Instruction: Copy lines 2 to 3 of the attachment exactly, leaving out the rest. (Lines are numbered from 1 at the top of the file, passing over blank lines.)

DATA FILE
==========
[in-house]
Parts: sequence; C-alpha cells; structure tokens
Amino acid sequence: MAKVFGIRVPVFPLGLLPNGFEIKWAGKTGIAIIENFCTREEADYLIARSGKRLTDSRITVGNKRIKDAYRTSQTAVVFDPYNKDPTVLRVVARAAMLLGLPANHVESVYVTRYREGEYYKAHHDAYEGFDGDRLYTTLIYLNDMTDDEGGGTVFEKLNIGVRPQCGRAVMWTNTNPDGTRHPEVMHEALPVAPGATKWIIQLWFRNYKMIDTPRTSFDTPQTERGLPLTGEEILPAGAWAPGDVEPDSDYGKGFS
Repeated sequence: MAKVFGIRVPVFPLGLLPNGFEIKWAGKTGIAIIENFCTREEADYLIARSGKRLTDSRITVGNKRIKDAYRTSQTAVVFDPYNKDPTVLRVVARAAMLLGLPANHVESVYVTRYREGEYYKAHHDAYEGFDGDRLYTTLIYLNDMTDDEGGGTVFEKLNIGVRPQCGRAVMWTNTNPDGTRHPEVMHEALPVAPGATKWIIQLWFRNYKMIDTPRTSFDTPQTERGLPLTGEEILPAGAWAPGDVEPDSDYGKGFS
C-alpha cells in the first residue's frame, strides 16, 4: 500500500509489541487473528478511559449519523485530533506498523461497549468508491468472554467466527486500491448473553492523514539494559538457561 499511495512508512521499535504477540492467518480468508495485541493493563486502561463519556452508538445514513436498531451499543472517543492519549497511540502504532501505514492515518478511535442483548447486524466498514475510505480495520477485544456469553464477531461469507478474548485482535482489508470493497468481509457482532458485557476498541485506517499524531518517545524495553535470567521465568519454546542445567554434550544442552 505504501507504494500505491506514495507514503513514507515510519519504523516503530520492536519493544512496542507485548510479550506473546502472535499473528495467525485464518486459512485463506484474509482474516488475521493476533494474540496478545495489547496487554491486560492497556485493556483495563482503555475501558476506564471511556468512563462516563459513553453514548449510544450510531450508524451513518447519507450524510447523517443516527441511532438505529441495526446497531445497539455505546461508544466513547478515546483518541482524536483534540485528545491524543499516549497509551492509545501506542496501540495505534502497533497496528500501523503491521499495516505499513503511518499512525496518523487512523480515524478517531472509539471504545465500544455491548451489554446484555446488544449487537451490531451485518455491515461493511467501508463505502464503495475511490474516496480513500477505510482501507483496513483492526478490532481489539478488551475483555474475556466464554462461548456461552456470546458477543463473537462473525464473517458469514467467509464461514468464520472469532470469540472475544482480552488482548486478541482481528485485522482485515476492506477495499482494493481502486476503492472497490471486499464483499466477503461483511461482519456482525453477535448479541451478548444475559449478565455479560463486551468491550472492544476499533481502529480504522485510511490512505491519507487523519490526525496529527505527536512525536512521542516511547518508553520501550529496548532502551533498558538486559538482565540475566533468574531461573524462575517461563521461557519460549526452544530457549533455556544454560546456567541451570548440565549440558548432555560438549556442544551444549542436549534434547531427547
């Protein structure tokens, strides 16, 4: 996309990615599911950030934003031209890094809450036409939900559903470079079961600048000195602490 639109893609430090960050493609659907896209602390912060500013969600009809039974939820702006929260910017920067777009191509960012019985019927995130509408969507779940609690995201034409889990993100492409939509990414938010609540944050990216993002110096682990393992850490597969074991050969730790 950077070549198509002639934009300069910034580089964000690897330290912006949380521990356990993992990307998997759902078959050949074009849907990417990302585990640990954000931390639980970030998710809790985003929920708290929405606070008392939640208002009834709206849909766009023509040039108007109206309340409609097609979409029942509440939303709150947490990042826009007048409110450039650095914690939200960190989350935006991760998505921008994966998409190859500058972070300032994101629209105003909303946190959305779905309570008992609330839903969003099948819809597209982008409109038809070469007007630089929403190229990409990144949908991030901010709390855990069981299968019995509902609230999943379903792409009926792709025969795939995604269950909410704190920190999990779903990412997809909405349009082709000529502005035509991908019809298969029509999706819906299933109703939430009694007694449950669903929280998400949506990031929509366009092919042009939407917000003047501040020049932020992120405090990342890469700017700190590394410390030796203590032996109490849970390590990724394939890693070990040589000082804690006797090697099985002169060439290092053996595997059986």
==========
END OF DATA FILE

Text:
Parts: sequence; C-alpha cells; structure tokens
Amino acid sequence: MAKVFGIRVPVFPLGLLPNGFEIKWAGKTGIAIIENFCTREEADYLIARSGKRLTDSRITVGNKRIKDAYRTSQTAVVFDPYNKDPTVLRVVARAAMLLGLPANHVESVYVTRYREGEYYKAHHDAYEGFDGDRLYTTLIYLNDMTDDEGGGTVFEKLNIGVRPQCGRAVMWTNTNPDGTRHPEVMHEALPVAPGATKWIIQLWFRNYKMIDTPRTSFDTPQTERGLPLTGEEILPAGAWAPGDVEPDSDYGKGFS